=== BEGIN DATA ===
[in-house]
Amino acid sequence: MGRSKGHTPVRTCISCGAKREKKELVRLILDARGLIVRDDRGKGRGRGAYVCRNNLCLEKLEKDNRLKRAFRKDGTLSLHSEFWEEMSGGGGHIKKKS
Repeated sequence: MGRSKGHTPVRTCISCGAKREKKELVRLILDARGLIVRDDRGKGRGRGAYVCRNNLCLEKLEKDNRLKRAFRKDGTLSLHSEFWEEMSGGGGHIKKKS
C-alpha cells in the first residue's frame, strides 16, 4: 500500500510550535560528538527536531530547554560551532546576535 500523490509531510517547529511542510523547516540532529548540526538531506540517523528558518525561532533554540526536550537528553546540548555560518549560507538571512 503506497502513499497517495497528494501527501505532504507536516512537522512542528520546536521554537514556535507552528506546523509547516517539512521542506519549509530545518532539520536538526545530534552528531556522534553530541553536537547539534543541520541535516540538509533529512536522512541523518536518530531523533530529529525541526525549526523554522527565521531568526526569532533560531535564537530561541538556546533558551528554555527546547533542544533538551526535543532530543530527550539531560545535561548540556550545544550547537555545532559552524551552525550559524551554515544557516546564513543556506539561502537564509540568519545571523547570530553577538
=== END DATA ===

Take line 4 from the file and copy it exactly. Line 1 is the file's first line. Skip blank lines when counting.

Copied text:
C-alpha cells in the first residue's frame, strides 16, 4: 500500500510550535560528538527536531530547554560551532546576535 500523490509531510517547529511542510523547516540532529548540526538531506540517523528558518525561532533554540526536550537528553546540548555560518549560507538571512 503506497502513499497517495497528494501527501505532504507536516512537522512542528520546536521554537514556535507552528506546523509547516517539512521542506519549509530545518532539520536538526545530534552528531556522534553530541553536537547539534543541520541535516540538509533529512536522512541523518536518530531523533530529529525541526525549526523554522527565521531568526526569532533560531535564537530561541538556546533558551528554555527546547533542544533538551526535543532530543530527550539531560545535561548540556550545544550547537555545532559552524551552525550559524551554515544557516546564513543556506539561502537564509540568519545571523547570530553577538